House Republicans killed the fiscal 2022 higher education budget on a near-party-line vote Wednesday in Boise, after blasting colleges and universities for allegedly trying to indoctrinate students in liberal values.
The legislation failed on a 57-13 vote. Rep. Caroline Troy, R-Genesee, was the only Republican to support the measure, along with all 12 House Democrats.
In an unusual move, the bill’s floor sponsor encouraged lawmakers to vote against the legislation, asking that it be sent back to the joint budget committee for a do-over.
“This budget was drafted approximately six weeks ago, and I think we all recognize the ground has potentially changed in that time,” said Rep. Paul Amador, R-Coeur d’Alene.
The college and university budget has become a cause celebre for a growing number of Republicans, because of their concerns about social justice or “critical race theory” classes and programs.
In their view, such programs do nothing but cause dissension by dividing the world into aggrieved minorities and oppressive, typically white, majorities. Many have heard horror stories from students about the type of classes or perspectives they have to endure. Consequently, they’re demanding that state funding for the institutions be cut to discourage them from promoting such views.
“I’m pleased to hear the sponsor wants us to vote no on this bill,” said Rep. Ron Nate, R-Rexburg. “What a no vote does is say we’re rejecting this budget — but it doesn’t say we’re rejecting higher education. I think we’re all aware of the problems going on in higher education in Idaho. This puts the spotlight on Idaho values, American values and what higher education should stand for.”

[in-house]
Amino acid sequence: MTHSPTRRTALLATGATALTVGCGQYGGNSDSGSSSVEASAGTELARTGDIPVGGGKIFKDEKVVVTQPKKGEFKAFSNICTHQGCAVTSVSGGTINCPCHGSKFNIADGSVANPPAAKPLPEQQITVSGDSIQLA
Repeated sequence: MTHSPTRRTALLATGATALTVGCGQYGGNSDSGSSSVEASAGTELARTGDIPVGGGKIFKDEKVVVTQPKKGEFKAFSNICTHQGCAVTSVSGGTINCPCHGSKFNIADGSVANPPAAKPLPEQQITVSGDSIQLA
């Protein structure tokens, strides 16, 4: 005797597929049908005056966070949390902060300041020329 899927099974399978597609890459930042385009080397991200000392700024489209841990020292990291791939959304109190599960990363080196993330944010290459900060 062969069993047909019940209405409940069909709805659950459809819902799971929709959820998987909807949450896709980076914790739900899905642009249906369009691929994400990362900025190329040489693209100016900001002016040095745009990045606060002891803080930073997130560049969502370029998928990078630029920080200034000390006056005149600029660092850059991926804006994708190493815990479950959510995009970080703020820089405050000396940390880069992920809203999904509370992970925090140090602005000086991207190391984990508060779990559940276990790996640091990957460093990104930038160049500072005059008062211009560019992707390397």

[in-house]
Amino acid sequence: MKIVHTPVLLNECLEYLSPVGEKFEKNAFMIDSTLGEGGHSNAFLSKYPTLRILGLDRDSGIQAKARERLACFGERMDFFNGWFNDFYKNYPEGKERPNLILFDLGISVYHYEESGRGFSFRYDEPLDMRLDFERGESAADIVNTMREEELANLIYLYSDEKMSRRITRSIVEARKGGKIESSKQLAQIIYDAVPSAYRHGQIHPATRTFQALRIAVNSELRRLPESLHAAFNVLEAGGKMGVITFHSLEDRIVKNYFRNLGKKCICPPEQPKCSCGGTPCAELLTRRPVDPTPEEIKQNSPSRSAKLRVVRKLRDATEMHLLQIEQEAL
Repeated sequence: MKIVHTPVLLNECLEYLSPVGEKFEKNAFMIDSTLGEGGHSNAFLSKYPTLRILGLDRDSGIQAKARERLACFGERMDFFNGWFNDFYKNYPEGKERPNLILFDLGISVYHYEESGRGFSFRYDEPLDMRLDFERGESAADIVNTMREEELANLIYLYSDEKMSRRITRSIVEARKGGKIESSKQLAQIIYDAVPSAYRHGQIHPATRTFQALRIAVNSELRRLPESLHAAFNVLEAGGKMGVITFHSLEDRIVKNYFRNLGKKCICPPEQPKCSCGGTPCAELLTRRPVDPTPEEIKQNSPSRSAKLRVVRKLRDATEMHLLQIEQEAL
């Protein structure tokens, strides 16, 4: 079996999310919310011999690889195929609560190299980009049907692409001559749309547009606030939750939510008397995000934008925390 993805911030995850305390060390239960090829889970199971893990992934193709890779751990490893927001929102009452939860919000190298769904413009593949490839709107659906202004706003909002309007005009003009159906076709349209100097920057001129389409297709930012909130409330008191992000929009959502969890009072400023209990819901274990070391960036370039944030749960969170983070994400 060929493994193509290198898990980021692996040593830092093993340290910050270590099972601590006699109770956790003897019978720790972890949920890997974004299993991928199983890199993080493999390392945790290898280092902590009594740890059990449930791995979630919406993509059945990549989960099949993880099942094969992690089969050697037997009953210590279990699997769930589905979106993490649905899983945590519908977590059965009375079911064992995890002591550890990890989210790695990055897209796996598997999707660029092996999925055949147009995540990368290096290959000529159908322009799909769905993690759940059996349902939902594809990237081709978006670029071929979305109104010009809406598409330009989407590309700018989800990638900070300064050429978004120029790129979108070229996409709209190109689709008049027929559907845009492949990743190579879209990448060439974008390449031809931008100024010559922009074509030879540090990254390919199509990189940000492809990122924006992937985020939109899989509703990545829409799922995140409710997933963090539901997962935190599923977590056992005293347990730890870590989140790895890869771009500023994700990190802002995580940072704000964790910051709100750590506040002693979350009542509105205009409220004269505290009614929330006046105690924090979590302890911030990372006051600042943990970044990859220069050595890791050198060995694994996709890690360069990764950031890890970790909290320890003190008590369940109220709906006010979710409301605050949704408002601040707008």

Based on a report from the conservative Idaho Freedom Foundation, Nate estimated Idaho’s public colleges and universities were spending about $20 million per year on social justice programs. He didn’t think it was necessary to cut that full amount, but he suggested trimming at least $4 million from their budget.
“We ought to give that kind of direction (to the joint budget committee), that we expect a significant cut, and want the universities to demonstrate that they’re willing to make changes,” he said.
House Democrats seemed taken aback by the outpouring of animosity from Republicans regarding Boise State University and the other institutions.
Rep. Chris Mathias, D-Boise, said being exposed to social justice concepts is critical if Idaho students and workers want to compete in the global marketplace.
“I won’t be voting no on this budget, because I don’t want to send the message to colleges and universities that they shouldn’t be doing their small part (to address) this much bigger challenge,” he said. “I don’t think we should take away more of the few resources we provide to universities.”
The $631.4 million higher education budget included $315.2 million in state general fund support. That’s an increase of $8.1 million, or 2.6 percent, in state funding compared to fiscal ’21.
Another factor that’s changed since the budget was initially set is passage of the federal American Rescue Plan.
The joint budget committee learned Wednesday that the act will provide about $87 million in coronavirus relief funds to Idaho’s four public colleges and universities. That includes an estimated $20.75 million for the University of Idaho and $6.8 million for Lewis-Clark State College.
At least half the funds must be used to provide financial aid grants to students.
Spence may be contacted at email@example.com or (208) 791-9168.